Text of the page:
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Research Article  |   April 1985
The Frequency of Vestibular Disorders in Developmentally Delayed Preschoolers with Otitis Media
Author Affiliations
  • Roseann C. Schaaf, MEd, OTR, is an instructor, Department of Occupational Therapy, College of Allied Health Sciences, Thomas Jefferson University, Philadelphia, PA 19107
Article Information
Neurologic Conditions / Pediatric Evaluation and Intervention / Vision / Features
Research Article   |   April 1985
The Frequency of Vestibular Disorders in Developmentally Delayed Preschoolers with Otitis Media
American Journal of Occupational Therapy, April 1985, Vol. 39, 247-252. doi:10.5014/ajot.39.4.247
American Journal of Occupational Therapy, April 1985, Vol. 39, 247-252. doi:10.5014/ajot.39.4.247
Abstract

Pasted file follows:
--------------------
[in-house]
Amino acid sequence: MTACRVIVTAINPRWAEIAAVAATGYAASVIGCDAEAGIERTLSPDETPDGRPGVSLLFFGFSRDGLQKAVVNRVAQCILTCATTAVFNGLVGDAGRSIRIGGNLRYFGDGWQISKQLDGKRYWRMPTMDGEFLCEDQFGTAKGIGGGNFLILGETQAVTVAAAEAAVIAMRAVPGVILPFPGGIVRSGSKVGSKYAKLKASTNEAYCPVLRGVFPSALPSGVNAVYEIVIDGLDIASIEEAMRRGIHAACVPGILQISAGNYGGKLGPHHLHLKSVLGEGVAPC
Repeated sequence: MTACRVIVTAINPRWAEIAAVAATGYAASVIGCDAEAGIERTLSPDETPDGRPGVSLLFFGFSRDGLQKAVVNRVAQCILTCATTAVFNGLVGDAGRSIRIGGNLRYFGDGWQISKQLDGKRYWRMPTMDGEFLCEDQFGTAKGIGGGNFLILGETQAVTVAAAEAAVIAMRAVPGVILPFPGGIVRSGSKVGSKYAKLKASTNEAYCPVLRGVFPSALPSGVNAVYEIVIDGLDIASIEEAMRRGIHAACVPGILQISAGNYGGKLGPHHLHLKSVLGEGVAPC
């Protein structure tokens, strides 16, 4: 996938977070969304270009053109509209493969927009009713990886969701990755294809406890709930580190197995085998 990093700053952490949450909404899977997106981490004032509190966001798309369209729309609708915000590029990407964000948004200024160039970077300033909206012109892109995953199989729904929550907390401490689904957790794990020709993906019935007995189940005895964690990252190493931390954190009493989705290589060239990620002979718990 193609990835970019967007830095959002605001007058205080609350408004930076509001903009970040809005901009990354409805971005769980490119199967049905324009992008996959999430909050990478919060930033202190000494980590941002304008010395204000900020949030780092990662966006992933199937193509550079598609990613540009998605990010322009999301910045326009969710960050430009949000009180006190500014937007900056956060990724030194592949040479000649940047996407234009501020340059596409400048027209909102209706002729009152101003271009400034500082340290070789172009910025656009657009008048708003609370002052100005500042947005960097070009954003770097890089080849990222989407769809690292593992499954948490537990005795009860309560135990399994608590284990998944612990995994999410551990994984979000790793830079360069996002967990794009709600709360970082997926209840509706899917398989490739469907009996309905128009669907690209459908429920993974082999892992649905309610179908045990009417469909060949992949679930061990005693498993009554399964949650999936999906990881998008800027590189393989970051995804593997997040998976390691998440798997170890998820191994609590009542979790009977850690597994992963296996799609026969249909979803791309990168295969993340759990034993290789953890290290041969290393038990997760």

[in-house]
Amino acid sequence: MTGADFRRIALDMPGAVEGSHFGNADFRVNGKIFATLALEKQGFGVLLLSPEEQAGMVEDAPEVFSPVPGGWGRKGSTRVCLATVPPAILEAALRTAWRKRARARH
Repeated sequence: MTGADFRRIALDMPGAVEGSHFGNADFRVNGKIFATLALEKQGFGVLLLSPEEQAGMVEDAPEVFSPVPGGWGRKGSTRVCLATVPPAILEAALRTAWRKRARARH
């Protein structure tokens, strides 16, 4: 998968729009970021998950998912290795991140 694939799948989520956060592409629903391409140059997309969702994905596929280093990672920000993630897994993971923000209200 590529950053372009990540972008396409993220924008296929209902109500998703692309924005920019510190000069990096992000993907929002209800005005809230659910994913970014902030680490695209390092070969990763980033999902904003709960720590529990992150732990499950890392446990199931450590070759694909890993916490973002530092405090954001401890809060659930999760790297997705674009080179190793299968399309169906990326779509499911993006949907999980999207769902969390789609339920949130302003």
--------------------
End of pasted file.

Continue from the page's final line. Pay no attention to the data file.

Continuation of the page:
This study investigated the frequency of vestibular disorders in developmentally disabled preschoolers who did and who did not have a history of otitis media. Fifteen children with a history of otitis media and fifteen children with no history of otitis media were given two tests for vestibular functioning: the Southern California Postrotary Nystagmus Test (SCPNT) and the Lateral Labyrinthine Righting Reaction (LLRR), acting on the head. The scores on these tests were dichotomized, and a correlation between these two tests as measures of vestibular function was obtained. Because this correlation did not reach a satisfactory level, two a satisfactory level, two separate chi-square analyses were performed to examine the frequency of vestibular disorders with otitis media. Both tests showed a statistically significant difference in the incidence of vestibular disorders between the two groups of children; the group having otitis media demonstrated more vestibular disorders. The SCPNT demonstrated more striking results than did LLRR. This finding is related to the two tests measuring different aspects of vestibular functioning; the separate chi-square analyses were performed to examine the frequency of vestibular disorders with otitis media. Both tests showed a statistically significant difference in the incidence of vestibular disorders between the two groups of children; the group having otitis media demonstrated more vestibular disorders. The SCPNT demonstrated more striking results than did LLRR. This finding is related to the two tests measuring different aspects of vestibular functioning; the SCPNT reflects semicircular canal functioning, and the LLRR reflects utricular and saccular functioning. The criteria used for LLRR (four seconds) also may have influenced the results obtained using this test.